Once the focus of the action leaves New York and starts its journey out to the wild frontier, Horner does the same, abandoning Leonard Bernstein and instead bringing the classical cowboy music of Aaron Copland to the fore. “Headin’ Out West” runs quickly through the Mousekewitz family theme, Tiger’s theme, before offering a sweeping version of the “Girl You Left Behind” theme accompanied by traditional western orchestrations – harmonicas, banjos, fiddles, and so on. “Green River/Trek Through the Desert” is a little starker and more emotionally wrought; the solo violin statement of the Mousekewitz family theme represents Papa’s anguish when he thinks he has lost Fievel in a fall accident – again! – before the music shifts and presents distinctly Elmer Bernstein-esque versions of the “Girl You Left Behind” theme and the “Way Out West” theme, both representing different aspects of the Utah town that is to be their new home. Meanwhile Fievel is out wandering in the desert, dehydrated and alone, and Horner scores his plight with some rather impressionistic textures which use the western instruments in a variety of unusual and at times quite dissonant ways, often in combination with distorted statements of the main themes.

“Building A New Town” introduces a new theme – one of the few not based on a song – for Wylie Burp, the legendary canine Wild West sheriff who is a hero to Fievel. Burp’s theme is a lazy, nonchalant theme for harmonica and a whistler, and is a perfect representation of the friendly, laconic personality Jimmy Stewart brings to the role; it quickly gives way to some more classic western music, broad and optimistic, again built around the melodies from “Way Out West,” “The Girl You Left Behind,” the Mousekewitz family theme, and “Somewhere Out There”. The subsequent “Sacred Mountain” underscores Tiger’s adventures in the desert – he has also made the trek out west, but somehow fallen in with a tribe of Native American mice, who think he is a god. This cue includes some writing for a majestic choir, and gradually develops into rather dramatic fully orchestral music, some of which contains some frantic outbursts of classic Horner action.

“Reminiscing” is a sensitive arrangement of the “Dreams to Dream” melody for the full orchestra, while “In Training” sees Horner engaging in some clear and obvious Aaron Copland homage that takes direct inspiration from the ‘Hoe-Down’ sequence of his 1942 ballet Rodeo – it’s brilliant, but its origins are unmistakable. The finale of the score comes in “The Shoot-Out,” which occurs after Fievel and Tiger have convinced the washed-up Wylie Burp to help them make a stand against Cat R. Waul and thwart his plans to turn everyone into ‘mouse burgers’. This action music is actually quite dark and serious at times, and sees Horner cleverly blending the “Cat Rumble” jazz with a whole host of stereotypical western textures arranged like the fusion-action from scores like Red Heat, Honey I Shrunk the Kids, and Another 48 HRS. There are several quite stark arrangements of the different song melodies, as well as dramatic versions of Burp’s theme, and one especially notable arrangement of Mousekewitz family theme at the 3:00 mark which is similar to the flamboyant action Horner would write for The Mask of Zorro seven years later; I especially love the use of tubular bells in this sequence. The whole thing ends chaotically with an anarchic reprise of the hoe-down, a raucous statement of the “Girl You Left Behind” theme, and finally some comedy mickey-mousing as Cat R. Waul and his minions are sent off into the sunset on a mail train.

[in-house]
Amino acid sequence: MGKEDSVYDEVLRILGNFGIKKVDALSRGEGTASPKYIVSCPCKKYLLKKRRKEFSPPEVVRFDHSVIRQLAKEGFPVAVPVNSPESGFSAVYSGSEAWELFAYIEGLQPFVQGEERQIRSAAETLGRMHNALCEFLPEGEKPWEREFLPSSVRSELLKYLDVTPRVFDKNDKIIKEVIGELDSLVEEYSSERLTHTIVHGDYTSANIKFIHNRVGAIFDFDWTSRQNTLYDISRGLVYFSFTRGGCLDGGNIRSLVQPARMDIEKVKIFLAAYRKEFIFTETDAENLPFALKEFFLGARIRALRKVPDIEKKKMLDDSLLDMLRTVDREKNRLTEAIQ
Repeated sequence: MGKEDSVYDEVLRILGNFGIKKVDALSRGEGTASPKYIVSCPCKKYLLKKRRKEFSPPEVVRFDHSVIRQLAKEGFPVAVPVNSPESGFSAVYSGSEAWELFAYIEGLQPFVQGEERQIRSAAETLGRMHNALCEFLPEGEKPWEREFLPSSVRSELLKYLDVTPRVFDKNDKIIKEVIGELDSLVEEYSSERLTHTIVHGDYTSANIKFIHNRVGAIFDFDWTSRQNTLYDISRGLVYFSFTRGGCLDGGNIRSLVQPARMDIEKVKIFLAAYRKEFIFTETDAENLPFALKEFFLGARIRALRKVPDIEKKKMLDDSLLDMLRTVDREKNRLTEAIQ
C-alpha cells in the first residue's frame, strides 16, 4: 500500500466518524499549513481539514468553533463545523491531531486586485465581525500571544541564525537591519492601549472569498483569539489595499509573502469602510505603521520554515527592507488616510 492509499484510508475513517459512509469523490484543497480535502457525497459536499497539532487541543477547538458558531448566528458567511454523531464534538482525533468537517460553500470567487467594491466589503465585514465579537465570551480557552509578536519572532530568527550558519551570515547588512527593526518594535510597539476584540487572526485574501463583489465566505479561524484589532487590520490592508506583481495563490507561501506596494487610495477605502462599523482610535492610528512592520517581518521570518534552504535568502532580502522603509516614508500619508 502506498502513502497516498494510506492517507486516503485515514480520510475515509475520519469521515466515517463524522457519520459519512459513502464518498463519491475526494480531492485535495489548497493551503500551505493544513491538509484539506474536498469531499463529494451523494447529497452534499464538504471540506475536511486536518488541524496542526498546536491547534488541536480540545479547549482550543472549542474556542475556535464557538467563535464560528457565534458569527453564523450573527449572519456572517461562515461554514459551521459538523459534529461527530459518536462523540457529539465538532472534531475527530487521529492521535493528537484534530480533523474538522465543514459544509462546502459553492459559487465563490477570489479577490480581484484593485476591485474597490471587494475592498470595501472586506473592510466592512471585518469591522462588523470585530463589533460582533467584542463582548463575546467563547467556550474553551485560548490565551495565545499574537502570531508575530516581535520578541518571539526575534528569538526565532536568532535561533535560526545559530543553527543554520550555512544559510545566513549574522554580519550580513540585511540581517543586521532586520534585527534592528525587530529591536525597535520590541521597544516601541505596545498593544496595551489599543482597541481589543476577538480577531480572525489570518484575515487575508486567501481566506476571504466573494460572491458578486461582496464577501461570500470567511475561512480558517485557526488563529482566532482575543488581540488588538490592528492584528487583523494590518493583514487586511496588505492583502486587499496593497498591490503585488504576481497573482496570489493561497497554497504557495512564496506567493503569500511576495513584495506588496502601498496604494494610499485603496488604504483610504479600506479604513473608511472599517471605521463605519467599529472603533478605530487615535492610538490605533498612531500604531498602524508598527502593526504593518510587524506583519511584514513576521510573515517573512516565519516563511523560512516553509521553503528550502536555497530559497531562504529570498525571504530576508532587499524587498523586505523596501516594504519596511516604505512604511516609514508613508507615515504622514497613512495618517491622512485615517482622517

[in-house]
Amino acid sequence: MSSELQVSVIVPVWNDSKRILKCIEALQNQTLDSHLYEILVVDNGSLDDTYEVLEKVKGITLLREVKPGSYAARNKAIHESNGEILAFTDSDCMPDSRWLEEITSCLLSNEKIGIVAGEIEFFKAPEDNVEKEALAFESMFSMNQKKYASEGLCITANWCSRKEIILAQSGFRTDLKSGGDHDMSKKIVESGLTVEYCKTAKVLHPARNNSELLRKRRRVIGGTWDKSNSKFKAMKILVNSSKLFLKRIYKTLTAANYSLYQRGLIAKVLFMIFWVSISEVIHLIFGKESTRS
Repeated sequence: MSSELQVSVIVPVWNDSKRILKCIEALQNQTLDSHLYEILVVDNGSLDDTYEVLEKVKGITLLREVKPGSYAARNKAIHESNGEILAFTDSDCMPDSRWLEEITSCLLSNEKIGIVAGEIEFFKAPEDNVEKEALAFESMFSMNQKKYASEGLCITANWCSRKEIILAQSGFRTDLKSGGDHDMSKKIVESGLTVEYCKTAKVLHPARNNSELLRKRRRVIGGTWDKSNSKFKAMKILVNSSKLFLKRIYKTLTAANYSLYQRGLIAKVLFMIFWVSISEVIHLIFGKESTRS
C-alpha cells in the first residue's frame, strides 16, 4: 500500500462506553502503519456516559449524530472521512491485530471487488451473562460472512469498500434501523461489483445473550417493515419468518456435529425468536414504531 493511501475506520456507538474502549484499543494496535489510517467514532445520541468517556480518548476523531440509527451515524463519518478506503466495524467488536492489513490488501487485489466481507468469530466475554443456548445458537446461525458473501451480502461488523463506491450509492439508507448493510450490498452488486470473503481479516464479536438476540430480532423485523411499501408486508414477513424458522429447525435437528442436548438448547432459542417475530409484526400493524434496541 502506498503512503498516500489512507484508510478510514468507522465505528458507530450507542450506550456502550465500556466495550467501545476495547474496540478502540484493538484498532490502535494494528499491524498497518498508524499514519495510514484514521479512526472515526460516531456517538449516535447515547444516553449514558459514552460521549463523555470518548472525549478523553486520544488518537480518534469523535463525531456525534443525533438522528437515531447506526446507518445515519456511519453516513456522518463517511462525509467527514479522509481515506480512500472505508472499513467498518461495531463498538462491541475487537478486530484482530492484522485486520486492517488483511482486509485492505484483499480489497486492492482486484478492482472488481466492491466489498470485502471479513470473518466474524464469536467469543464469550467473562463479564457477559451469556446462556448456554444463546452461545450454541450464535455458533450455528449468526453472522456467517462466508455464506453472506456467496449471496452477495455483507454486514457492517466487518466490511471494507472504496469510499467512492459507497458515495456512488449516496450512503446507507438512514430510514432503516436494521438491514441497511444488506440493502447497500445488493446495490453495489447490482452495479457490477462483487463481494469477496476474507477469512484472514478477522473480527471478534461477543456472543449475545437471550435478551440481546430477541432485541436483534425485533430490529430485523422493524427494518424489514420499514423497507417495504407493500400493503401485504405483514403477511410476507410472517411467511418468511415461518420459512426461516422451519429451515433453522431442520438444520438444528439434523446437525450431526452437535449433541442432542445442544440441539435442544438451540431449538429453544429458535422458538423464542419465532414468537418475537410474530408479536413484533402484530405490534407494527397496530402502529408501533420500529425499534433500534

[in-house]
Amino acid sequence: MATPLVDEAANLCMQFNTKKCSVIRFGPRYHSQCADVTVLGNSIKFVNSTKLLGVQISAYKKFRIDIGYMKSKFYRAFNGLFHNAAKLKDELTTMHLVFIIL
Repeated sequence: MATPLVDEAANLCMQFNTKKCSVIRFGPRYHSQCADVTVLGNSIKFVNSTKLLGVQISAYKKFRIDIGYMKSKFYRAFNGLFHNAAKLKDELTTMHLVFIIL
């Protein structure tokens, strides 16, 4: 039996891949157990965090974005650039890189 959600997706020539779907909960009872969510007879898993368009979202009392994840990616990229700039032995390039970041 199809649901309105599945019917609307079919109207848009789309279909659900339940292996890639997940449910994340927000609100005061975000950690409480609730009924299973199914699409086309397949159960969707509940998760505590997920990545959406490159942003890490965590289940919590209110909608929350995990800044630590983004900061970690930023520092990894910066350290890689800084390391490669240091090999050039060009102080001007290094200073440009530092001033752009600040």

“A New Land – The Future” is the score’s optimistic finale, as Fievel and his family – having vanquished Cat R. Waul – join with Tiger, Wylie Burp, and the others, and look to a hopeful future in their new western home. Much like the opening suite, this 8-minute cue runs through several statements of different themes, beginning with some Field of Dreams-style nostalgic textures, a warm choral version of “Way Out West” that sounds like a sunset, a wonderfully rousing instrumental version of “The Girl You Left Behind,” and a final presentation of “Dreams to Dream” that is just gorgeous.

It’s always been very impressive to me that James Horner took as much care, and put as much thought and detail as he did, into animation scores like the two American Tail films, The Land Before Time, and subsequent works like Balto and We’re Back, even though his target audiences were 8-year-old children who would never notice 90% of the clever things he was doing. Fievel Goes West is a score which massively over-achieves; with its multiplicity of themes, fun and enjoyable songs, appropriate homages to Aaron Copland and Elmer Bernstein, and bold and wonderfully tumultuous action music, it’s a score which delivers on all frontiers.

Buy the An American Tail: Fievel Goes West soundtrack from the Movie Music UK Store

Track Listing:

  • Dreams to Dream – Finale Version (written by James Horner and Will Jennings, performed by Linda Ronstadt) (4:42)
  • American Tail Overture (Main Title) (7:09)
  • Cat Rumble (7:28)
  • Headin’ Out West (1:47)
  • Way Out West (written by James Horner and Will Jennings, performed by Ensemble) (1:47)
  • Green River/Trek Through the Desert (5:43)
  • Dreams to Dream – Tanya’s Version (written by James Horner and Will Jennings, performed by Cathy Cavadini) (2:34)
  • Building A New Town (2:43)
  • Sacred Mountain (2:22)
  • Reminiscing (2:12)
  • The Girl You Left Behind (written by James Horner and Will Jennings, performed by Cathy Cavadini) (1:42)
  • In Training (1:49)
  • The Shoot-Out (5:29)
  • A New Land – The Future (8:16)

Running Time: 55 minutes 43 seconds

MCA Records MCAD-10416 (1991)

Music composed and conducted by James Horner. Performed by the London Symphony Orchestra and London Voices. Orchestrations by Grieg McRitchie and John Neufeld. Recorded and mixed by Shawn Murphyand Eric Tomlinson. . Edited by Jim Henrikson. Album produced by James Horner.